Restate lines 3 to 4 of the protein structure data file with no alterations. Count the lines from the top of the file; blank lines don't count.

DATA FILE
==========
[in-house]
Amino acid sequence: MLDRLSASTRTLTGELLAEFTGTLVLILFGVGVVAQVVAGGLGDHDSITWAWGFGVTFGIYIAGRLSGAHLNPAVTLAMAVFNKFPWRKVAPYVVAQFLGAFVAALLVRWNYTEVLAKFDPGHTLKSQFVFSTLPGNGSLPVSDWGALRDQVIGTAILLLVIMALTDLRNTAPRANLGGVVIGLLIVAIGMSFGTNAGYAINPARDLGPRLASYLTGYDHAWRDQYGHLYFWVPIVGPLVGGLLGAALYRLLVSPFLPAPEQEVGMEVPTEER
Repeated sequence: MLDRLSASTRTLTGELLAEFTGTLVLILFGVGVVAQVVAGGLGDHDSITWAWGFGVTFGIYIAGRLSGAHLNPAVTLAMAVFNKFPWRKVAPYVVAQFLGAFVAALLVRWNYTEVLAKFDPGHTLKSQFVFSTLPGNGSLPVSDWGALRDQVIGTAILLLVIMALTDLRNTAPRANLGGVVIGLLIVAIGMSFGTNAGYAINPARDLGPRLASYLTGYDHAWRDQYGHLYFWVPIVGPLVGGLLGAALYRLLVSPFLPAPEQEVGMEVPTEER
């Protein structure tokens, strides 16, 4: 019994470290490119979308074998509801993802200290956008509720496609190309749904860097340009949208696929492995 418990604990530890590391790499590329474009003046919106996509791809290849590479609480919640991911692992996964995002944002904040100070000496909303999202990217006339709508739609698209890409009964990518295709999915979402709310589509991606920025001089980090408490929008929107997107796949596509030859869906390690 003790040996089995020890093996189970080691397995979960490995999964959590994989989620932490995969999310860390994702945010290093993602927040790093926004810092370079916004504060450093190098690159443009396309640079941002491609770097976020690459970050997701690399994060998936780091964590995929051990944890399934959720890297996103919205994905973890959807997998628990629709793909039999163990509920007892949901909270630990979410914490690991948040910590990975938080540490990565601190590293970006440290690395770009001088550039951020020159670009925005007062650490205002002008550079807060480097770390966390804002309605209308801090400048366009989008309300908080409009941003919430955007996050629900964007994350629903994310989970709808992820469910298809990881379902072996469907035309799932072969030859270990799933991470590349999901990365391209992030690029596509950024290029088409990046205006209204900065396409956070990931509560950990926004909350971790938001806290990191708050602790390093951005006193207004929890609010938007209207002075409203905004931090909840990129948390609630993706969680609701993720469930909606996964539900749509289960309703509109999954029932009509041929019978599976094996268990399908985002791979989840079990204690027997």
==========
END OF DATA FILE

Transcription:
Repeated sequence: MLDRLSASTRTLTGELLAEFTGTLVLILFGVGVVAQVVAGGLGDHDSITWAWGFGVTFGIYIAGRLSGAHLNPAVTLAMAVFNKFPWRKVAPYVVAQFLGAFVAALLVRWNYTEVLAKFDPGHTLKSQFVFSTLPGNGSLPVSDWGALRDQVIGTAILLLVIMALTDLRNTAPRANLGGVVIGLLIVAIGMSFGTNAGYAINPARDLGPRLASYLTGYDHAWRDQYGHLYFWVPIVGPLVGGLLGAALYRLLVSPFLPAPEQEVGMEVPTEER
């Protein structure tokens, strides 16, 4: 019994470290490119979308074998509801993802200290956008509720496609190309749904860097340009949208696929492995 418990604990530890590391790499590329474009003046919106996509791809290849590479609480919640991911692992996964995002944002904040100070000496909303999202990217006339709508739609698209890409009964990518295709999915979402709310589509991606920025001089980090408490929008929107997107796949596509030859869906390690 003790040996089995020890093996189970080691397995979960490995999964959590994989989620932490995969999310860390994702945010290093993602927040790093926004810092370079916004504060450093190098690159443009396309640079941002491609770097976020690459970050997701690399994060998936780091964590995929051990944890399934959720890297996103919205994905973890959807997998628990629709793909039999163990509920007892949901909270630990979410914490690991948040910590990975938080540490990565601190590293970006440290690395770009001088550039951020020159670009925005007062650490205002002008550079807060480097770390966390804002309605209308801090400048366009989008309300908080409009941003919430955007996050629900964007994350629903994310989970709808992820469910298809990881379902072996469907035309799932072969030859270990799933991470590349999901990365391209992030690029596509950024290029088409990046205006209204900065396409956070990931509560950990926004909350971790938001806290990191708050602790390093951005006193207004929890609010938007209207002075409203905004931090909840990129948390609630993706969680609701993720469930909606996964539900749509289960309703509109999954029932009509041929019978599976094996268990399908985002791979989840079990204690027997």